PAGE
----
The circuit court had no authority to expunge the record of Geurts’s criminal case after it was dismissed after his successful completion of a deferred prosecution agreement because § 973.015 applies only to the record of an offense for which the person has been found guilty.
Geurts was charged with disorderly conduct. He entered into a deferred prosecution agreement under which he pled no contest and a finding of guilt was deferred for 12 months while Geurts complied with various conditions. When he entered his plea, Geurts sought to “reserve” his right to expungement under § 973.015 if he successfully completed the DPA; the state objected, saying that statute doesn’t apply to dismissed charges. The circuit court said declined to decide the issue at that point and said Geurts could make the argument after he completed the DPA. But after Geurts satisfied the DPA and moved for expungement, the circuit court agreed with the state and held § 973.015 didn’t apply because Geurts had never been found guilty. (¶¶2-7).
The court of appeals agrees, rejecting Geurts’s argument that § 973.015 is ambiguous when read in context with § 971.37, which governs DPAs, as interpreted by State v. Daley, 2006 WI App 81, 292 Wis. 2d 517, 716 N.W.2d 146:
¶14 This argument is meritless for reasons that include at least the following. First, Geurts fails to explain why I should conclude that the legislature intended to modify or define the phrase “for which the person has been found guilty” in Wis. Stat. § 973.015(1)(a)[1.] through the use of any term in Wis. Stat. §971.37. Second, the holding in Daley referred to by Geurts has nothing remotely to do with expunction. Discussion in that case involves the requirements the State can attach to a deferred prosecution agreement and plea withdrawal standards in the context of a deferred prosecution. Id., ¶¶6-18. …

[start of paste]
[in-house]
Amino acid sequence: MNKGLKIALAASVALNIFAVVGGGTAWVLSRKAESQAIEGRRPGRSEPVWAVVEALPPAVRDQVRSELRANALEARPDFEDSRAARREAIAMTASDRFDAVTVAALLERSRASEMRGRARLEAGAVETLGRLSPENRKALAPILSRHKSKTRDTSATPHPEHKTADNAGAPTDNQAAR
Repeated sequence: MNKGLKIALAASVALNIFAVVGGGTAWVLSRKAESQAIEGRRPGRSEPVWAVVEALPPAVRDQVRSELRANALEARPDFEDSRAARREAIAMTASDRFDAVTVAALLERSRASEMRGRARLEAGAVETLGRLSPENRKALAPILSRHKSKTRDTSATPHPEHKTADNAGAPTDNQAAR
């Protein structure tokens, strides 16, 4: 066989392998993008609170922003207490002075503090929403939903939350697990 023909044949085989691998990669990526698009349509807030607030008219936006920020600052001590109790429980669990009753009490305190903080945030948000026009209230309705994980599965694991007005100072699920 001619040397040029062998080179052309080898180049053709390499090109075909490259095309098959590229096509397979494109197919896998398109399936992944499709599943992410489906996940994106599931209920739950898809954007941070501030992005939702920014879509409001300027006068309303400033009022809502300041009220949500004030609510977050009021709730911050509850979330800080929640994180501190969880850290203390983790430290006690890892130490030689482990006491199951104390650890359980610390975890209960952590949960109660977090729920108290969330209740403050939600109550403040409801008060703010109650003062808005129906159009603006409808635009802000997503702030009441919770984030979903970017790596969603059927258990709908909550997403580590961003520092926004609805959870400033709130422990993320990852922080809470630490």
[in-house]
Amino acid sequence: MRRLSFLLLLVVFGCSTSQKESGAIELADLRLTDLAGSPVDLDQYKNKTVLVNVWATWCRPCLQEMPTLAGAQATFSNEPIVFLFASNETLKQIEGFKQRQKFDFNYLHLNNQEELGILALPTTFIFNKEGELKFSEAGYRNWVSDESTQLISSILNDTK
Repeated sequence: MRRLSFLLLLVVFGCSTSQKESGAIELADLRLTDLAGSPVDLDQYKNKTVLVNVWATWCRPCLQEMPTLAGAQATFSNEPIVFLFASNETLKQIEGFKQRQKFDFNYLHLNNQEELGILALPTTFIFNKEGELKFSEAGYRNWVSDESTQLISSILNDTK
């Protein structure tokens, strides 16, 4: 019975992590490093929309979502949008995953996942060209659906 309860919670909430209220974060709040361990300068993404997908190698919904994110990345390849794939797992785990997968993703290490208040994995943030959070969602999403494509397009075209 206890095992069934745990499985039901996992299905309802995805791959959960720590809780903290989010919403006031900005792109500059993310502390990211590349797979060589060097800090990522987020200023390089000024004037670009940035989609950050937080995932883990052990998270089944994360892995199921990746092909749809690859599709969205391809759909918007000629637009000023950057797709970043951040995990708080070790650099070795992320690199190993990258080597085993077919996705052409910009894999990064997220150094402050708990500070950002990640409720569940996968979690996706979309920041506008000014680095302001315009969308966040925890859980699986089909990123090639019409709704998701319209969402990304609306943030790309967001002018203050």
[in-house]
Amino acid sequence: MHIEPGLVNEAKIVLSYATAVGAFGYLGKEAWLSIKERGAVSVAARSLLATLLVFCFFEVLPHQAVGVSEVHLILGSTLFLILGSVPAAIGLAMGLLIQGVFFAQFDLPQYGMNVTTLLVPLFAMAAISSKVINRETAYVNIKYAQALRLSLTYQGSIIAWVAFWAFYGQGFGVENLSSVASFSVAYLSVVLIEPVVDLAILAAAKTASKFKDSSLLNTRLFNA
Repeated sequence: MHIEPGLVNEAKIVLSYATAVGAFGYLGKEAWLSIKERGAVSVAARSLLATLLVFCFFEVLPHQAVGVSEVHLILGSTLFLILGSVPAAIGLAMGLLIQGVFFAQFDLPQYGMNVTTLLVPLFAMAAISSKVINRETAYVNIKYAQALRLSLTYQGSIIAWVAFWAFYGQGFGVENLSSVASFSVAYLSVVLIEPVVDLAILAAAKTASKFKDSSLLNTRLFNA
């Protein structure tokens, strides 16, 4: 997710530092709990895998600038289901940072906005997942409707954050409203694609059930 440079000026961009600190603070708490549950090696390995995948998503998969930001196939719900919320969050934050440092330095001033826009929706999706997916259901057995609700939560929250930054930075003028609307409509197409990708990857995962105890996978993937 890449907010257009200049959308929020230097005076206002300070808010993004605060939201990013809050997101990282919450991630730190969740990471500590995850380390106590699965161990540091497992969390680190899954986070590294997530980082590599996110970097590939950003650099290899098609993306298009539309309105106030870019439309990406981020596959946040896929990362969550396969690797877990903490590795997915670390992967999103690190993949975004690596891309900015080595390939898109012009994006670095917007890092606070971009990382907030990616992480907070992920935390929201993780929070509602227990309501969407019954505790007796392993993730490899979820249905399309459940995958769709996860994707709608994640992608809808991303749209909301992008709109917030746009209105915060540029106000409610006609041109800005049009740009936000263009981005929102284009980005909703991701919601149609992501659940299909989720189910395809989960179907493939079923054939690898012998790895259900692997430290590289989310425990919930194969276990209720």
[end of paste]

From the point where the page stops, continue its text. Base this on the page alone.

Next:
Geurts also relied on the unpublished decision in State v. Melody P.M., No. 2009AP2994 (Wis. Ct. App. June 10, 2010), which held that § 973.015 applied to ordinance violations. But as the court notes (¶14 n.2), Melody P.M. has been overruled by Kenosha County v. Frett, 2014AP6 (Wis. Ct. App. Nov. 19, 2014) (recommended for publication).
Geurts’s argument that the circuit court has inherent authority to expunge is rejected as undeveloped (¶¶17-18), and his argument that the circuit court had equitable authority to grant expungement is forfeited (¶¶20-21). A court’s authority to grant equitable relief “must be in response to the invasion of legally protected rights,” Breier v. E.C., 130 Wis. 2d 376, 389, 387 N.W.2d 72 (1986), and Geurts failed to present an argument in the circuit court as to what legally protected right was invaded.